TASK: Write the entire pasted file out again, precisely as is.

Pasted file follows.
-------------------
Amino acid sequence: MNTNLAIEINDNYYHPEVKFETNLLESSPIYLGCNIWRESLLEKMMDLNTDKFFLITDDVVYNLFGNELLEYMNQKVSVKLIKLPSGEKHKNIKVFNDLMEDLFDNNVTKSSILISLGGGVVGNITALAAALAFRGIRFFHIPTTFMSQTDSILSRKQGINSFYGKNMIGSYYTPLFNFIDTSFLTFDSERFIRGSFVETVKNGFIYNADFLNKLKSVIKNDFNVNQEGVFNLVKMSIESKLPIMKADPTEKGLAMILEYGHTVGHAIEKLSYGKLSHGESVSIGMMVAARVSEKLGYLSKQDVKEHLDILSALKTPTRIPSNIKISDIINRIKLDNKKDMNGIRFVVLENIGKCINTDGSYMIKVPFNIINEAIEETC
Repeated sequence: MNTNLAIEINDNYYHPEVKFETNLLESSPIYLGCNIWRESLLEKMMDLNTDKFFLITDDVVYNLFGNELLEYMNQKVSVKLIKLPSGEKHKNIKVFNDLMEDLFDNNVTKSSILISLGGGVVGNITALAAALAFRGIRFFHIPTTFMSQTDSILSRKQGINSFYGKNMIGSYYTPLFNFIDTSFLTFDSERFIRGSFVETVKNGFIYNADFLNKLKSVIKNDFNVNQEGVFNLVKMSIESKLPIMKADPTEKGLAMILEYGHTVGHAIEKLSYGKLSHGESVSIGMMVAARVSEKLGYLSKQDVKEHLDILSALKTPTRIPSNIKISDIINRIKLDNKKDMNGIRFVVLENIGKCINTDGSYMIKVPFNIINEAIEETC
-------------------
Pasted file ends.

Amino acid sequence: MNTNLAIEINDNYYHPEVKFETNLLESSPIYLGCNIWRESLLEKMMDLNTDKFFLITDDVVYNLFGNELLEYMNQKVSVKLIKLPSGEKHKNIKVFNDLMEDLFDNNVTKSSILISLGGGVVGNITALAAALAFRGIRFFHIPTTFMSQTDSILSRKQGINSFYGKNMIGSYYTPLFNFIDTSFLTFDSERFIRGSFVETVKNGFIYNADFLNKLKSVIKNDFNVNQEGVFNLVKMSIESKLPIMKADPTEKGLAMILEYGHTVGHAIEKLSYGKLSHGESVSIGMMVAARVSEKLGYLSKQDVKEHLDILSALKTPTRIPSNIKISDIINRIKLDNKKDMNGIRFVVLENIGKCINTDGSYMIKVPFNIINEAIEETC
Repeated sequence: MNTNLAIEINDNYYHPEVKFETNLLESSPIYLGCNIWRESLLEKMMDLNTDKFFLITDDVVYNLFGNELLEYMNQKVSVKLIKLPSGEKHKNIKVFNDLMEDLFDNNVTKSSILISLGGGVVGNITALAAALAFRGIRFFHIPTTFMSQTDSILSRKQGINSFYGKNMIGSYYTPLFNFIDTSFLTFDSERFIRGSFVETVKNGFIYNADFLNKLKSVIKNDFNVNQEGVFNLVKMSIESKLPIMKADPTEKGLAMILEYGHTVGHAIEKLSYGKLSHGESVSIGMMVAARVSEKLGYLSKQDVKEHLDILSALKTPTRIPSNIKISDIINRIKLDNKKDMNGIRFVVLENIGKCINTDGSYMIKVPFNIINEAIEETC